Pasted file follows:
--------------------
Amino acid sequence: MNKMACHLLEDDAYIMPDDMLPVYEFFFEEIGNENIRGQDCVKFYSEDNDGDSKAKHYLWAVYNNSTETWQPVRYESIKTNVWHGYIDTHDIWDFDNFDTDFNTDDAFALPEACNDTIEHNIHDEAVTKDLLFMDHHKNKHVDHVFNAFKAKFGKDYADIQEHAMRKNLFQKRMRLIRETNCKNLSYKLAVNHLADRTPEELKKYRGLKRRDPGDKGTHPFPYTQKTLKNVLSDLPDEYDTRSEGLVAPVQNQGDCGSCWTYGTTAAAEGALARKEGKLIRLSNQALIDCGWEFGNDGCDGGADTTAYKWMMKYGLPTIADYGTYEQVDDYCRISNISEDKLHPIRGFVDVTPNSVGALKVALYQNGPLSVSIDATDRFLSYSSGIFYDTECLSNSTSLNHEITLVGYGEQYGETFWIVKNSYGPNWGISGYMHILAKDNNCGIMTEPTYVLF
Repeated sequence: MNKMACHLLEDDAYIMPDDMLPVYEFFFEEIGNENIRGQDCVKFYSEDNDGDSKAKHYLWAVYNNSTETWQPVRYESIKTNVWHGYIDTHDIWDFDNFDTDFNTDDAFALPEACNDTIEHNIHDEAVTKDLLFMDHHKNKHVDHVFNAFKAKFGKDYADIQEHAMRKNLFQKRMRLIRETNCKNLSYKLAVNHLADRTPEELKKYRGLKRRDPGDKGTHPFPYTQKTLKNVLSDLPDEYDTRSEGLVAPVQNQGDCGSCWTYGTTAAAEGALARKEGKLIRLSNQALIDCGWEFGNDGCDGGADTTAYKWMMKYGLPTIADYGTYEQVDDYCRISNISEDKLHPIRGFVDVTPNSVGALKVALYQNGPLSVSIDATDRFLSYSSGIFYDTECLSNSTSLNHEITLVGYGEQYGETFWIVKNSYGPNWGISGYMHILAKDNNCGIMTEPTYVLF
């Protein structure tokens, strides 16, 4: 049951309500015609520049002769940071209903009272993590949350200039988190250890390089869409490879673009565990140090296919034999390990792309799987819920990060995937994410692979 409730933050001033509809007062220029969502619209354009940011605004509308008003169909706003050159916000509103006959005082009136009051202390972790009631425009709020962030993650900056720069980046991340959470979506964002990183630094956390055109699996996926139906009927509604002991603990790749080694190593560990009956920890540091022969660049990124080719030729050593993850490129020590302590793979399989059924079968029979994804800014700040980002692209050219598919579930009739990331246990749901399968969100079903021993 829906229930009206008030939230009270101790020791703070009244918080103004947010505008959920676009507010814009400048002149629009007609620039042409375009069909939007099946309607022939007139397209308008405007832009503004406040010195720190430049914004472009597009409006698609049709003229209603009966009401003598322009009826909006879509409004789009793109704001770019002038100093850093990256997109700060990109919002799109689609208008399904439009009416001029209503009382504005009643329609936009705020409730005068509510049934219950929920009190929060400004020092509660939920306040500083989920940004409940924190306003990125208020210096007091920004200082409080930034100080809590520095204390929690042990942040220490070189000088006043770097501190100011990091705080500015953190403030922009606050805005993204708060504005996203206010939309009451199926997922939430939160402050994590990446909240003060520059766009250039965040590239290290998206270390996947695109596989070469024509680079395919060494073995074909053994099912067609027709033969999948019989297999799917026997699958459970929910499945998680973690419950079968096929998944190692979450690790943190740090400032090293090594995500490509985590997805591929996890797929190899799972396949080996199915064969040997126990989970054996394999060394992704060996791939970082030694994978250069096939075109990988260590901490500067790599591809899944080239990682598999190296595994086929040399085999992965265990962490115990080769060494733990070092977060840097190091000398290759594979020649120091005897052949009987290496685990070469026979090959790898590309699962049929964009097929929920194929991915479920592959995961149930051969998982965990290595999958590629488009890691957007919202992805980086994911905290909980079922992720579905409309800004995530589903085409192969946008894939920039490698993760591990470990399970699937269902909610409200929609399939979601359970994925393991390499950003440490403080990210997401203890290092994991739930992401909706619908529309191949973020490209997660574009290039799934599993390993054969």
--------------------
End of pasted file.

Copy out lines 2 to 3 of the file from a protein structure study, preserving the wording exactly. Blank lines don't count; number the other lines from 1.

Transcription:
Repeated sequence: MNKMACHLLEDDAYIMPDDMLPVYEFFFEEIGNENIRGQDCVKFYSEDNDGDSKAKHYLWAVYNNSTETWQPVRYESIKTNVWHGYIDTHDIWDFDNFDTDFNTDDAFALPEACNDTIEHNIHDEAVTKDLLFMDHHKNKHVDHVFNAFKAKFGKDYADIQEHAMRKNLFQKRMRLIRETNCKNLSYKLAVNHLADRTPEELKKYRGLKRRDPGDKGTHPFPYTQKTLKNVLSDLPDEYDTRSEGLVAPVQNQGDCGSCWTYGTTAAAEGALARKEGKLIRLSNQALIDCGWEFGNDGCDGGADTTAYKWMMKYGLPTIADYGTYEQVDDYCRISNISEDKLHPIRGFVDVTPNSVGALKVALYQNGPLSVSIDATDRFLSYSSGIFYDTECLSNSTSLNHEITLVGYGEQYGETFWIVKNSYGPNWGISGYMHILAKDNNCGIMTEPTYVLF
């Protein structure tokens, strides 16, 4: 049951309500015609520049002769940071209903009272993590949350200039988190250890390089869409490879673009565990140090296919034999390990792309799987819920990060995937994410692979 409730933050001033509809007062220029969502619209354009940011605004509308008003169909706003050159916000509103006959005082009136009051202390972790009631425009709020962030993650900056720069980046991340959470979506964002990183630094956390055109699996996926139906009927509604002991603990790749080694190593560990009956920890540091022969660049990124080719030729050593993850490129020590302590793979399989059924079968029979994804800014700040980002692209050219598919579930009739990331246990749901399968969100079903021993 829906229930009206008030939230009270101790020791703070009244918080103004947010505008959920676009507010814009400048002149629009007609620039042409375009069909939007099946309607022939007139397209308008405007832009503004406040010195720190430049914004472009597009409006698609049709003229209603009966009401003598322009009826909006879509409004789009793109704001770019002038100093850093990256997109700060990109919002799109689609208008399904439009009416001029209503009382504005009643329609936009705020409730005068509510049934219950929920009190929060400004020092509660939920306040500083989920940004409940924190306003990125208020210096007091920004200082409080930034100080809590520095204390929690042990942040220490070189000088006043770097501190100011990091705080500015953190403030922009606050805005993204708060504005996203206010939309009451199926997922939430939160402050994590990446909240003060520059766009250039965040590239290290998206270390996947695109596989070469024509680079395919060494073995074909053994099912067609027709033969999948019989297999799917026997699958459970929910499945998680973690419950079968096929998944190692979450690790943190740090400032090293090594995500490509985590997805591929996890797929190899799972396949080996199915064969040997126990989970054996394999060394992704060996791939970082030694994978250069096939075109990988260590901490500067790599591809899944080239990682598999190296595994086929040399085999992965265990962490115990080769060494733990070092977060840097190091000398290759594979020649120091005897052949009987290496685990070469026979090959790898590309699962049929964009097929929920194929991915479920592959995961149930051969998982965990290595999958590629488009890691957007919202992805980086994911905290909980079922992720579905409309800004995530589903085409192969946008894939920039490698993760591990470990399970699937269902909610409200929609399939979601359970994925393991390499950003440490403080990210997401203890290092994991739930992401909706619908529309191949973020490209997660574009290039799934599993390993054969």